As their manager, you can address that. By digging deeper into each teammate’s communication style, you can begin to identify why they might be communicating in an aggressive, passive, or passive-aggressive way—and what you can do about it. You can implement processes and support systems to ensure team members feel comfortable being themselves at work. When you unblock the things that might be holding them back, people will be empowered to communicate assertively to advocate for their own needs.
If someone seems like a passive communicator, they may feel uncomfortable or socially anxious at work. For whatever reason, this person doesn’t feel able to express themselves confidently or bring their full selves to work. According to the Mayo Clinic, passive communicators may suffer from increased stress. Those that do are not alone—according to the Anatomy of Work Index, 42% of knowledge workers rated their stress levels as very high last year.
A communication plan is an outline of how and where your team is going to communicate about work. This could include which tools team members should use, when to use live vs. offline communication, and who is responsible for each of the team’s channels. This can help team members who are socially anxious or stressed by removing the guesswork from work communication.
When you share a communication plan, make sure to clarify:
Which channel should be used when
When team members should communicate synchronously (live) vs. asynchronously (in their own time)
The frequency with which updates should be shared
How team members can indicate when they’re offline or in focus mode
The most important part of sharing your communication plan to empower passive communicators is to clarify which tools should be used when. For example, at Asana, we use:
Asana to communicate asynchronously about work, like sharing updates, feedback, or project status reports
Slack for live, synchronous chats and quick questions
Email to communicate with any external stakeholders that aren’t in Asana
Zoom or Google Meet for team meetings and face-to-face conversations with our global team
If someone seems like an aggressive communicator, they may feel like they’re not supported at work. Even if it’s subconscious, this feeling of being attacked can naturally cause a team member to react defensively, which can manifest as increased aggression. According to the Mayo Clinic, team members may use aggressive communication styles to get what they want, but by doing so, they risk undermining team trust.
Your team member might be communicating with an aggressive style because they think it’s the only way to get what they want. The best way to support them—while also guiding them towards a more assertive communication style—is to clarify who is working on what, and what each team member’s responsibilities are on any given project.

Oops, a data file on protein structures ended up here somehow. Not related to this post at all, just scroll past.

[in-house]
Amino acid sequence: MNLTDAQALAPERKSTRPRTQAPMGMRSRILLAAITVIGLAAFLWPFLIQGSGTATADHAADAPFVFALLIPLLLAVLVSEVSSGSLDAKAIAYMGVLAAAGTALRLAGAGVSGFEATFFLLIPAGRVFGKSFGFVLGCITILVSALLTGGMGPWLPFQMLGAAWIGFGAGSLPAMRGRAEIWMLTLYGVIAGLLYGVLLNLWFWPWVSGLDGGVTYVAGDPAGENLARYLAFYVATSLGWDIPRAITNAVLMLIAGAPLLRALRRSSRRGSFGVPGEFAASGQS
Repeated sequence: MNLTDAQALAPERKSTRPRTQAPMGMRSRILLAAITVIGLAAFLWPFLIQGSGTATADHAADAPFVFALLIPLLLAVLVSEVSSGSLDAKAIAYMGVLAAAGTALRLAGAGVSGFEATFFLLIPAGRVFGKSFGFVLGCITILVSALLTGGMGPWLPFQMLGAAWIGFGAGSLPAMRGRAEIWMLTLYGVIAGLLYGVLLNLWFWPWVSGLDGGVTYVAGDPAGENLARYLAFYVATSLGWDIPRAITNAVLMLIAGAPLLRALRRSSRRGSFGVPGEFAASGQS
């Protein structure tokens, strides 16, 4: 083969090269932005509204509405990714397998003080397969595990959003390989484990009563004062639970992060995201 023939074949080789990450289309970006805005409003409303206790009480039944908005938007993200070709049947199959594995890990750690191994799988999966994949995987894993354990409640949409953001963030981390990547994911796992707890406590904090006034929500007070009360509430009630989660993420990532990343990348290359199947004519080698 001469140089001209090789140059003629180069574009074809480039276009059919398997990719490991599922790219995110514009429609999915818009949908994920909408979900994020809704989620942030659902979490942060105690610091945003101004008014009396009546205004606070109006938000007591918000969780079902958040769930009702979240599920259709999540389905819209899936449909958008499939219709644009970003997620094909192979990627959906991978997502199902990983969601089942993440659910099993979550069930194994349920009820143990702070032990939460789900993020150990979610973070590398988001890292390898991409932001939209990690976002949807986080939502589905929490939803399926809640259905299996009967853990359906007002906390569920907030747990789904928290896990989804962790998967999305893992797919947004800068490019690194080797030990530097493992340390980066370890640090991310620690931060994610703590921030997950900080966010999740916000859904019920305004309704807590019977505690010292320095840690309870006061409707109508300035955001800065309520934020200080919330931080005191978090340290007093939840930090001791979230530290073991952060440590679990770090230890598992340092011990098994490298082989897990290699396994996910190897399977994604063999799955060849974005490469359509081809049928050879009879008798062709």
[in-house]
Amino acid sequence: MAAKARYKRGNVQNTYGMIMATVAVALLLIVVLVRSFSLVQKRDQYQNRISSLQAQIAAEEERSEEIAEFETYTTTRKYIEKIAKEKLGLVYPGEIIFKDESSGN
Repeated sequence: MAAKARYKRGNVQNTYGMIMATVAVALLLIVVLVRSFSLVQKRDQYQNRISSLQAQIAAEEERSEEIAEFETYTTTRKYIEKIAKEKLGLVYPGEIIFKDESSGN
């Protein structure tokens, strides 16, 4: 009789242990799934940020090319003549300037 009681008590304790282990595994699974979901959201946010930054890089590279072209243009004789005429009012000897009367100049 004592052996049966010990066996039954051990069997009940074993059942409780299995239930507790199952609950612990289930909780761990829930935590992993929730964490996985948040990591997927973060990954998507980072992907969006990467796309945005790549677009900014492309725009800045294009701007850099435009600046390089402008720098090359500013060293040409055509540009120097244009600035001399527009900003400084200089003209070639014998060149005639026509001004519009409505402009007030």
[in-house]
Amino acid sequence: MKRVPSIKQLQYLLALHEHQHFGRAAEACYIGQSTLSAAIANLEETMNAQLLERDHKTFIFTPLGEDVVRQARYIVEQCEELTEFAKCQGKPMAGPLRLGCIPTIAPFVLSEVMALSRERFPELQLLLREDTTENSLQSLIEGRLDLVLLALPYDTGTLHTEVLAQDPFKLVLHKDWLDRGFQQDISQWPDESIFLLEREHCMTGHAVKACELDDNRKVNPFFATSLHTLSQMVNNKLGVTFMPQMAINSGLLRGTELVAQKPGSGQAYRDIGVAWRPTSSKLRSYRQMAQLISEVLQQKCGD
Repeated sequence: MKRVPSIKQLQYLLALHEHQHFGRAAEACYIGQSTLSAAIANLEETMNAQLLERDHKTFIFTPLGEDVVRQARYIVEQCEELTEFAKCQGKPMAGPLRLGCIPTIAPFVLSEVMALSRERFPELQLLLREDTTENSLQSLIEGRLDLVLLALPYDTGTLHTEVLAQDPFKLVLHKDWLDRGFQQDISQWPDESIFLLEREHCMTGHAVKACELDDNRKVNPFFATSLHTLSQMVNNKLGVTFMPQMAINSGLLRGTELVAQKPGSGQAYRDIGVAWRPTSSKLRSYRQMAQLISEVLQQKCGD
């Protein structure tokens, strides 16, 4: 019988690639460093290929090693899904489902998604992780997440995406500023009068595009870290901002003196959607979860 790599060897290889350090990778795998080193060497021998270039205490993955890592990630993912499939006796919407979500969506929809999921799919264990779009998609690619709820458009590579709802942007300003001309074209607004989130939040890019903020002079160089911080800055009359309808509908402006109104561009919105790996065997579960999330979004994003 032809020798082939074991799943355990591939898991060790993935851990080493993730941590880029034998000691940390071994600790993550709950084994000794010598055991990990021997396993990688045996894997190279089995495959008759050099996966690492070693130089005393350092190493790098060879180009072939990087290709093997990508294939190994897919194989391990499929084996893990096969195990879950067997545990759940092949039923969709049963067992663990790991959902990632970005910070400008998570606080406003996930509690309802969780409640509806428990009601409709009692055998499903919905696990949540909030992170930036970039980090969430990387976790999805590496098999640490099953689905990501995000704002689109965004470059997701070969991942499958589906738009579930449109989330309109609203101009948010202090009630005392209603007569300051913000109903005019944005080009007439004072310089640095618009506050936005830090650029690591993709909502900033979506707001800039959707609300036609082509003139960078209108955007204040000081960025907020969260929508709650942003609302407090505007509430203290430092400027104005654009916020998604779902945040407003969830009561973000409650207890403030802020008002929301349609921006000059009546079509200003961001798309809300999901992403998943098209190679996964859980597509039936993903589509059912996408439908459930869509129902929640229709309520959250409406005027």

To do so, consider creating RACI charts to clarify the various roles each project team member is playing. RACI is an acronym that stands for:
Responsible: This person is directly in charge of the work. They are the go-to person for any questions. In a RACI chart, each task or initiative only has one Responsible.
Accountable: This person is overseeing the work. They are responsible for making sure the work is completed on time. In a RACI chart, each task or initiative only has one Accountable.
Consulted: This person or people sign off on the work before it’s completed. There can be multiple Consulted.
Informed: These people are connected to the work that’s being done, but they don’t need to be included in any of the review loops. They should be kept informed about the progress of the work. There can be multiple Informed.
A RACI chart can give your team member clear insight into who is directly responsible for the role, as well as who is reviewing or providing feedback. Creating a RACI chart can help support an aggressive communicator in two ways:
If they are included in the RACI chart, the chart provides the guardrails of what their role does and doesn’t entail.
If they aren’t included in the RACI chart, they can clearly understand that they aren’t a stakeholder in this work.
If someone seems like a passive-aggressive communicator, they may feel like their opinions wouldn’t be accepted by the group. If direct communication historically didn’t work for them, they may have reverted to passive-aggressive communication. According to the Mayo Clinic, these communicators are uncomfortable being direct about their needs.
Encouraging passive-aggressive communicators to come out of their shell starts at the team level. If you haven’t already, make sure your team members get to know one another outside of the project or task context. This will also help them learn the best ways to collaborate with one another and communicate more effortlessly.
Consider scheduling some recurring team building activities on a weekly or monthly basis. These can be fun activities like trivia, or they can just be a time for your team to get together and chat. In addition to these dedicated meetings, make some time to get to know each other on a regular basis. At Asana, we use icebreakers at the beginning of most meetings to get bonding time on a regular basis. Icebreakers make sure we have a bit of levity and connection in every meeting.Read: 110+ best icebreaker questions for team building
Encourage team members to get to know each other individually, as well. When possible, encourage team members to schedule informal coffee chats or 1:1s with one another—we do them every other week at Asana—so they can bond.
You’ll notice your efforts are working when team members feel comfortable sharing their ideas, disagreeing with one another, and asserting their needs. Once that happens, continue to invest in team building, coaching, and communication best practices to help your team maintain their confident, assertive communication style.